Wednesday, December 26, 2012

Does Having a Mental Illness Equate to Violence?

In light of the events that have taken place over the past few weeks, as well as in the past, I’ve decided to blog regarding the discussion as to “the supposed correlation” as to guns and mental illness. Just because you have a mental illness, does this mean you are going to go on a shooting rampage, and denied a gun permit? Although not a gun owner, nor do I ever plan to be, nevertheless, why is the connection to having a “mental illness” and “going on a killing rampage” have to be used in the same sentence?

I agree there is a big gap between treatment needs for those with a mental illness, and the lack of available resources.

Pete Earley, in USA Today, says he worries that those with mental illness will be lumped together with the small group of people who have committed heinous acts of violence, who have also had their share of mental health issues.

Another assumption the news jumps to when a shooting occurs is the individual who just committed this horrible act of violence has a mental illness and I feel jumping to this conclusion is not fair.

Is treatment of an individual with a mental illness with medication, going to eliminate all these shootings? I really do not think so. I realize in certain circumstances this may be true, but I guarantee shootings still will occur from those individuals considered “mental illness free.”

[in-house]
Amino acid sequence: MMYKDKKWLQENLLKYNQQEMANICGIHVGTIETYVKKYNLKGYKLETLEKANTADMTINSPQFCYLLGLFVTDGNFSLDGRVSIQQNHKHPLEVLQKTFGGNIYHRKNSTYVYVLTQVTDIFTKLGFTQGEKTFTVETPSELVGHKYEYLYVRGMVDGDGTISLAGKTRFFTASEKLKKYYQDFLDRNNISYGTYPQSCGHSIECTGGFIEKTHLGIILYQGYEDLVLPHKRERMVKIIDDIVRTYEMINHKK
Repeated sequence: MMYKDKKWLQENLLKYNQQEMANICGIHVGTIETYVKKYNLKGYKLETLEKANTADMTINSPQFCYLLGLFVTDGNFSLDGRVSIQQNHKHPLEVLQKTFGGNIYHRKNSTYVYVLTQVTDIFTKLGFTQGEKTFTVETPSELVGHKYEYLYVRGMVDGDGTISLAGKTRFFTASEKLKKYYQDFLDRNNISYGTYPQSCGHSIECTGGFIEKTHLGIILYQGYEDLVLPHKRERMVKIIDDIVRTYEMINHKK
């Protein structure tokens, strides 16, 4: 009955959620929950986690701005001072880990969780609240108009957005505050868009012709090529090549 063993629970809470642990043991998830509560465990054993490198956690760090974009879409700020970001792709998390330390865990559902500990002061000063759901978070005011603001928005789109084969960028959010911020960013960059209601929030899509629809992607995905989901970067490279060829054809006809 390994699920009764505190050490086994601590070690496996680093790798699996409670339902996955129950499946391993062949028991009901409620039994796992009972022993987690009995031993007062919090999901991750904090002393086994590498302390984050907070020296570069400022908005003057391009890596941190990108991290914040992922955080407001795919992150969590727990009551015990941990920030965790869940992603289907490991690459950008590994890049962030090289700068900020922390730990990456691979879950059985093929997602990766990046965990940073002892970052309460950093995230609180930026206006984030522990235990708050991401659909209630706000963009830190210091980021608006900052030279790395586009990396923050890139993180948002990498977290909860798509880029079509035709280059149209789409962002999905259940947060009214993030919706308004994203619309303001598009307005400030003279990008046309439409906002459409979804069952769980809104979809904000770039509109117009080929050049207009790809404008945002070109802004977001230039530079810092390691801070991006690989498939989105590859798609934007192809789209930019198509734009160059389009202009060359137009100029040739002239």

Another thing I don’t understand, in many states that require people with a history of violently mental illness (from 72 hour or 96 hour holds) to be placed in the National Instant Criminal Background Check system.

I understand in some certain circumstances this may prevent violence….but it has been my understanding that those individuals on this (72/96 hour hold list) were not individuals involved in these recent and passed shootings!

In general though…is sending individuals who commit crimes, to jail appropriate. Many times those individuals sent to prison or jail has an increase in symptoms because the environment exacerbates symptoms. It is my opinion; the United States jumps right away to locking up individuals with mental illnesses not provide medication management, therapy, or an understanding of the diagnosed or specially undiagnosed mental disorder. The law should consider putting those mental ill into the state facilities specially designed for this.

According to Human Rights Watch, the number of mentally ill inmates in U.S. prisons quadrupled from 2000 to 2006, and it continues to rise -- in fact, the rate of inmate mental illness is five times greater (56 percent) than in the non-incarcerated population.

I would love to hear feedback on this topic, please provide comments, so that we can all figure out the best solution for preventing and understanding these folks.

Thanks everyone for reading!

1 comment:

Anonymous said...

Interesting article. I think it is important to remind that studies have proven that most people with mental illnesses are more likely to arm THEMSELVES than OTHERS. They are also more like to be VICTIMS of criminal acts instead of doing one. Mainstream media makes an automatic association between mental illness and violence when this association is false, for most people with mental illnesses. It's sad.